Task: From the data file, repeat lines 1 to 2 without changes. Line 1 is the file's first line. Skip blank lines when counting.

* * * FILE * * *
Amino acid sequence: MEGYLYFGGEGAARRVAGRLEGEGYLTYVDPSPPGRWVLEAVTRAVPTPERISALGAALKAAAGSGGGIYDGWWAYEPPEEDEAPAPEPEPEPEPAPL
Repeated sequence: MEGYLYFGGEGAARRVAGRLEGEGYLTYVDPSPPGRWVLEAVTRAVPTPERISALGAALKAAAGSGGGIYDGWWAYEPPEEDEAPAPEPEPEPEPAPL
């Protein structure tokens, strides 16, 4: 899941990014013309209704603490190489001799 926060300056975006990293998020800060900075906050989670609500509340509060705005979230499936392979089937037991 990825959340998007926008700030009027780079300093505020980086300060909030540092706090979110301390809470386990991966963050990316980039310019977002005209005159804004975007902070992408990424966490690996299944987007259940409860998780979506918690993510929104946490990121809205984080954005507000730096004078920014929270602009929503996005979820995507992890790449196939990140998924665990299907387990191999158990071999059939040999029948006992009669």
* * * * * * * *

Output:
Amino acid sequence: MEGYLYFGGEGAARRVAGRLEGEGYLTYVDPSPPGRWVLEAVTRAVPTPERISALGAALKAAAGSGGGIYDGWWAYEPPEEDEAPAPEPEPEPEPAPL
Repeated sequence: MEGYLYFGGEGAARRVAGRLEGEGYLTYVDPSPPGRWVLEAVTRAVPTPERISALGAALKAAAGSGGGIYDGWWAYEPPEEDEAPAPEPEPEPEPAPL